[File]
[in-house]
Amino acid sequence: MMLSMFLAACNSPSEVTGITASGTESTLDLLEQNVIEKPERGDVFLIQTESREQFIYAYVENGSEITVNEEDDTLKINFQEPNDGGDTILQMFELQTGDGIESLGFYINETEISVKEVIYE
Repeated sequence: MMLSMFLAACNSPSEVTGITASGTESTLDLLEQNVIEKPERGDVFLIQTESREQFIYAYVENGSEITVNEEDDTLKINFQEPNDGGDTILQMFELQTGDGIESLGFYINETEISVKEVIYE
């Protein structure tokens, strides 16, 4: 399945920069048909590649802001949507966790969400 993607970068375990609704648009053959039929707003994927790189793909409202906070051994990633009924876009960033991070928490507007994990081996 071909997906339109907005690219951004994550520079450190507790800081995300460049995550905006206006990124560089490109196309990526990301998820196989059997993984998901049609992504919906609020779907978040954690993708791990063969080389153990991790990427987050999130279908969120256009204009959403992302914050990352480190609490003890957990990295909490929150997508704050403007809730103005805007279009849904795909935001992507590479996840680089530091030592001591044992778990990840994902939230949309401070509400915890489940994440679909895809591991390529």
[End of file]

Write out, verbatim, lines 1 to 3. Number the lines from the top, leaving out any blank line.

[in-house]
Amino acid sequence: MMLSMFLAACNSPSEVTGITASGTESTLDLLEQNVIEKPERGDVFLIQTESREQFIYAYVENGSEITVNEEDDTLKINFQEPNDGGDTILQMFELQTGDGIESLGFYINETEISVKEVIYE
Repeated sequence: MMLSMFLAACNSPSEVTGITASGTESTLDLLEQNVIEKPERGDVFLIQTESREQFIYAYVENGSEITVNEEDDTLKINFQEPNDGGDTILQMFELQTGDGIESLGFYINETEISVKEVIYE